The air was cold in the shadow of the tall buildings along King, but when I stepped into a patch of sunlight, it was summer again. The great rust bulk of Scotiabank rose like a megalith, flanked by the black standing stones of the TD Canada Trust and pale phallus of BMO. I walked past antique stores and Thai restaurants, cathedrals and parks and shops selling Persian rugs, and payday-loan companies, and ragged men urinating against trees. I walked past the warehouses on the rail line, where the slaughterhouses had stood when Toronto was still called Hogtown past identical burger restaurants competing for business on opposite street corners, past grocery chains and ATMs and the old St. Lawrence Market, where people had been bought and sold, and the flatiron building that was the same as the one in New York, only smaller. I walked past a vodka bar called "Truth" and a park named for a colonial administrator and a cafe named for a hockey player and a performing arts centre built entirely of rubble, and in the colonnades I heard my own footsteps echo back into the centuries, back into Italy and Spain and the British Empire. [...] Above it all, the syringe of the CN Tower punctured the blue vein of the sky.

In the City of Pigs by Andre Forget

    Black Friday, and we'd left Jeff's parents' to drive to Ontario after Thanksgiving. I didn't need to be back for work until the next night. He hadn't been to Niagara since he was a kid. We'd been looking forward to it for weeks.
    The Surfside Inn was right on the Welland River, between a water treatment facility and a Tim Hortons. Old-timey sign on the roof, triangular planter boxes stuck with fake flowers between each room. The timber on the exterior was painted a shocking blue, the brickwork the colour of clotted cream. Jeff protested only a little before relenting. Through he didn't understand my affection for outmoded, cheesy Americana -- It just reminds me of being a kid, he'd say -- he had no more appetite for chain hotels than I did.

Bodies of Light by Jennifer Down


    O Tauro maxed out at a buck twenty-five an hour and turned the radio knob until he got Rock 95 and blasted it nice and loud. The two of us hummed along and he butted a third or fourth or fifth cig into the hot clipping Highway 11 winds. We took an exit and joined a procession of cottagers who arrived on the north side of Sunshine City, where a morass of corner gas stations and townhouse rows, apartments and plazas greeted us.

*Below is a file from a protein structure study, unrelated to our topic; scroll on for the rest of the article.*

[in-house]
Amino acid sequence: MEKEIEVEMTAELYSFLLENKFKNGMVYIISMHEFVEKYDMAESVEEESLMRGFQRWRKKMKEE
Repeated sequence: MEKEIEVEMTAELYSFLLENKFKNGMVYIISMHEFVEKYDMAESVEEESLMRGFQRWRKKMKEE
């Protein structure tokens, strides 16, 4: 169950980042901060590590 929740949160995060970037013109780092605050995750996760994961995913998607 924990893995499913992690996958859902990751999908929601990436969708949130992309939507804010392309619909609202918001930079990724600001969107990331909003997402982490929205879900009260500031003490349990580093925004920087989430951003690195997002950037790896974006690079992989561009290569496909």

We continued along to West Street, where a convenience store, a doughnut shop, a Little Caesars, a store called Big Apple, and other unassuming businesses formed a semicircle plaza. The only place that had any consistent traffic besides the gas station was a slow burning Timmys drive-thru and a stucco-themed KFC beside it.

Half Bads in White Regalia: A Memoir by Cody Caetano


    After Bonnyville and to-go coffees from Timmys, we scoop south, down to Wainwright, and while we catch our breath from running from the parking lot to get close enough for our photo, we admire the big, fake bison. It's here because the real bison used to be here, and it's massive, and it makes me sad. But there's no time for sadness, to think about what we did to this earth, and the things living here. To think about what it was like when we were at the front of this thing, when we were on our first date, and not at the end.

The Summer of Bitter and Sweet by Jen Ferguson


    I suggested we meet at Timmy Ho's.
    "Timmy Ho's?" the Posner impersonator queried, as if he was some guy from Chicago who had never heard of the place.
    "Yes. Tim Hortons on Sixth."
    "All right," he said, after a pause.
    What did he think, I was going to suggest Starbucks and blow my grant money on a venti mocha frappuccino with him taking notes?
    Mr Posner's cover was so blown. Plus that fake American accent was plain goofy. In any event, my dog noticed a squirrel on the windowsill and started barking incessantly. I couldn't hear anything else so I hung up.

'Vacuuming the Dog,' in Western Taxidermy by Barb Howard